- This is not a comprehensive list. Other exemptions to eligibility may apply. Seek legal counsel with any questions.
- Debts owing to a governmental unit are not dischargeable this includes parking tickets and speeding tickets.
- Most of your recent tax debts are not discharged. Some tax debts are eligible for discharge. To be eligible, at the very least the tax return from which the tax debt is owing must have been due at least 3 years ago. For example, if you have a tax debt from 2009 the earliest you may discharge that debt is April 15, 2013. In some cases you may have to wait longer than three years from the date the tax return was due. You should seek legal advice from an experienced Denver Colorado bankruptcy attorney if you have significant tax debts.
- Debts which were obtained by false pretenses or fraud and the creditor objects to the discharge.
- Debts which you omit from your bankruptcy schedules, unless the creditor knew of the bankruptcy case in time to file a claim.
- Most of your divorce-related debts, including property settlement debts, alimony, and child support are not dischargeable.
- Debts which resulted from intentional or malicious injury to another person or property and the creditor files a complaint with the bankruptcy court.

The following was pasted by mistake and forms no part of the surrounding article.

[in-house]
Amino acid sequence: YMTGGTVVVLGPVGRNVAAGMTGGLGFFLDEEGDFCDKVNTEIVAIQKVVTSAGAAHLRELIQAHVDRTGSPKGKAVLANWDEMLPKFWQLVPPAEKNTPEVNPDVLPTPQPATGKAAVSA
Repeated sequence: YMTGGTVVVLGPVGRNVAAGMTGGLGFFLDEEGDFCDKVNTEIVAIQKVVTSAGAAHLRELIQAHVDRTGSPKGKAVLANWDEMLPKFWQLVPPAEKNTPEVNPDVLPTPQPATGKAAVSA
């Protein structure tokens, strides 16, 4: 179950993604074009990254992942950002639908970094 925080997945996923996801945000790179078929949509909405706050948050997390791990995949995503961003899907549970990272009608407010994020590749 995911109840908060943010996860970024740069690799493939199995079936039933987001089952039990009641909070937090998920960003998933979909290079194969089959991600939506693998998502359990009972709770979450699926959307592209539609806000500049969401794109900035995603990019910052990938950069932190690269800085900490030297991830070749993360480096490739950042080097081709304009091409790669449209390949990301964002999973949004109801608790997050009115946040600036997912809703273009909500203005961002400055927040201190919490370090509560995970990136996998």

- Education loans are very difficult to discharge and most debtors will not qualify for the rare exception given to those individuals who can prove undue hardship.
- If you injured someone or their property while driving under the influence any of your resulting debts from the accident are not dischargeable.
This is not a comprehensive list. Other exceptions may apply.
There are also good reasons to file bankruptcy with your spouse assuming you are both struggling with debt. The reasons include: saving money on legal and filing fees, attending one meeting of creditors, dealing with the same attorney and filing just one petition. As there may also be reasons why a husband and wife may want to file separately, it is strongly advised that you seek legal counsel.
If you have ongoing medical expenses from an injury or illness, you should wait until all anticipated costs have been billed.
If you anticipate receiving an inheritance in the near future, you should seek legal counsel on how to proceed.
If you are waiting on a tax refund or you have a significant amount of money coming your way, you will need to turn-over that money to the trustee unless you spent it before you filed. Always seek the advice of counsel when it comes to disposing of assets or spending large quantities of money before filing bankruptcy. This type of conduct could have implications on your Denver bankruptcy case.
If a creditor has a judgment against you the next step is a wage garnishment and/or bank account garnishment. Many individuals wait until the garnishment goes into effect to seek bankruptcy protection. By then it may be too late because the garnishment takes income that could have funded the bankruptcy legal costs.
It is rare for a trustee to contact your employer unless there is a reason to do so.